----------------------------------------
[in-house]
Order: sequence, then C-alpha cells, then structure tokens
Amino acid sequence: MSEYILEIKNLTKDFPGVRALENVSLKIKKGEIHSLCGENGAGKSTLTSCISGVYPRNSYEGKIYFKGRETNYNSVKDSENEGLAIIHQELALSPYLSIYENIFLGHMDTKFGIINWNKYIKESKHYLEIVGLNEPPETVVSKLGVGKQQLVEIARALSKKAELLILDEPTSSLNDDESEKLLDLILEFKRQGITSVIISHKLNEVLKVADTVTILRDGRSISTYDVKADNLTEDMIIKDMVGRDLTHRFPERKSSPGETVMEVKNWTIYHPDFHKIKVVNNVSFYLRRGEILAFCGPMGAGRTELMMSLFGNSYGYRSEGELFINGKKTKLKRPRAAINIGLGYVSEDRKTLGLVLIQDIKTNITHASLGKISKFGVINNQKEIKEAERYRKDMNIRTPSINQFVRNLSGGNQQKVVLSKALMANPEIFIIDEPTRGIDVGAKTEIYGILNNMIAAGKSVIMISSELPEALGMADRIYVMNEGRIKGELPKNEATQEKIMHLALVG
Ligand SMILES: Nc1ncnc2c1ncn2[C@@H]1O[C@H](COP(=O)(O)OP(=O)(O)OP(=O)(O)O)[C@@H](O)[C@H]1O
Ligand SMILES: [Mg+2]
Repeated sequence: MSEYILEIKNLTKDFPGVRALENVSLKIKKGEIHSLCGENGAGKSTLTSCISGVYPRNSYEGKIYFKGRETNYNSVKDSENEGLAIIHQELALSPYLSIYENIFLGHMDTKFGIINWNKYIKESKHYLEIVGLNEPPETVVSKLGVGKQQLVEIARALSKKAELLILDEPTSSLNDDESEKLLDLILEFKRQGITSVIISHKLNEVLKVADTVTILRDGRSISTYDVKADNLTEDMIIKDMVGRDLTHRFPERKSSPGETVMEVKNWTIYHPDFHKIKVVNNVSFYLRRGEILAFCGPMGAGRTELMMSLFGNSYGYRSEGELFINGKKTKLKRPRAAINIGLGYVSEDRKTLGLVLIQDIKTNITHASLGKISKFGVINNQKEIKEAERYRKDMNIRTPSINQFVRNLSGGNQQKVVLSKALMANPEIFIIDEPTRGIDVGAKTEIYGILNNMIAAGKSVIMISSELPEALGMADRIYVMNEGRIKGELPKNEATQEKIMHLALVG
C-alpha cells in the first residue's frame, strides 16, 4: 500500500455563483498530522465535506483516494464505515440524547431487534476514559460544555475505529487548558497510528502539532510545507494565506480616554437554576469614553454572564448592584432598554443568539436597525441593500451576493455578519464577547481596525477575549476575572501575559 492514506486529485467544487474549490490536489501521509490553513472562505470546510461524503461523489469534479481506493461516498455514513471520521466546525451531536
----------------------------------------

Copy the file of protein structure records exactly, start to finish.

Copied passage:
[in-house]
Order: sequence, then C-alpha cells, then structure tokens
Amino acid sequence: MSEYILEIKNLTKDFPGVRALENVSLKIKKGEIHSLCGENGAGKSTLTSCISGVYPRNSYEGKIYFKGRETNYNSVKDSENEGLAIIHQELALSPYLSIYENIFLGHMDTKFGIINWNKYIKESKHYLEIVGLNEPPETVVSKLGVGKQQLVEIARALSKKAELLILDEPTSSLNDDESEKLLDLILEFKRQGITSVIISHKLNEVLKVADTVTILRDGRSISTYDVKADNLTEDMIIKDMVGRDLTHRFPERKSSPGETVMEVKNWTIYHPDFHKIKVVNNVSFYLRRGEILAFCGPMGAGRTELMMSLFGNSYGYRSEGELFINGKKTKLKRPRAAINIGLGYVSEDRKTLGLVLIQDIKTNITHASLGKISKFGVINNQKEIKEAERYRKDMNIRTPSINQFVRNLSGGNQQKVVLSKALMANPEIFIIDEPTRGIDVGAKTEIYGILNNMIAAGKSVIMISSELPEALGMADRIYVMNEGRIKGELPKNEATQEKIMHLALVG
Ligand SMILES: Nc1ncnc2c1ncn2[C@@H]1O[C@H](COP(=O)(O)OP(=O)(O)OP(=O)(O)O)[C@@H](O)[C@H]1O
Ligand SMILES: [Mg+2]
Repeated sequence: MSEYILEIKNLTKDFPGVRALENVSLKIKKGEIHSLCGENGAGKSTLTSCISGVYPRNSYEGKIYFKGRETNYNSVKDSENEGLAIIHQELALSPYLSIYENIFLGHMDTKFGIINWNKYIKESKHYLEIVGLNEPPETVVSKLGVGKQQLVEIARALSKKAELLILDEPTSSLNDDESEKLLDLILEFKRQGITSVIISHKLNEVLKVADTVTILRDGRSISTYDVKADNLTEDMIIKDMVGRDLTHRFPERKSSPGETVMEVKNWTIYHPDFHKIKVVNNVSFYLRRGEILAFCGPMGAGRTELMMSLFGNSYGYRSEGELFINGKKTKLKRPRAAINIGLGYVSEDRKTLGLVLIQDIKTNITHASLGKISKFGVINNQKEIKEAERYRKDMNIRTPSINQFVRNLSGGNQQKVVLSKALMANPEIFIIDEPTRGIDVGAKTEIYGILNNMIAAGKSVIMISSELPEALGMADRIYVMNEGRIKGELPKNEATQEKIMHLALVG
C-alpha cells in the first residue's frame, strides 16, 4: 500500500455563483498530522465535506483516494464505515440524547431487534476514559460544555475505529487548558497510528502539532510545507494565506480616554437554576469614553454572564448592584432598554443568539436597525441593500451576493455578519464577547481596525477575549476575572501575559 492514506486529485467544487474549490490536489501521509490553513472562505470546510461524503461523489469534479481506493461516498455514513471520521466546525451531536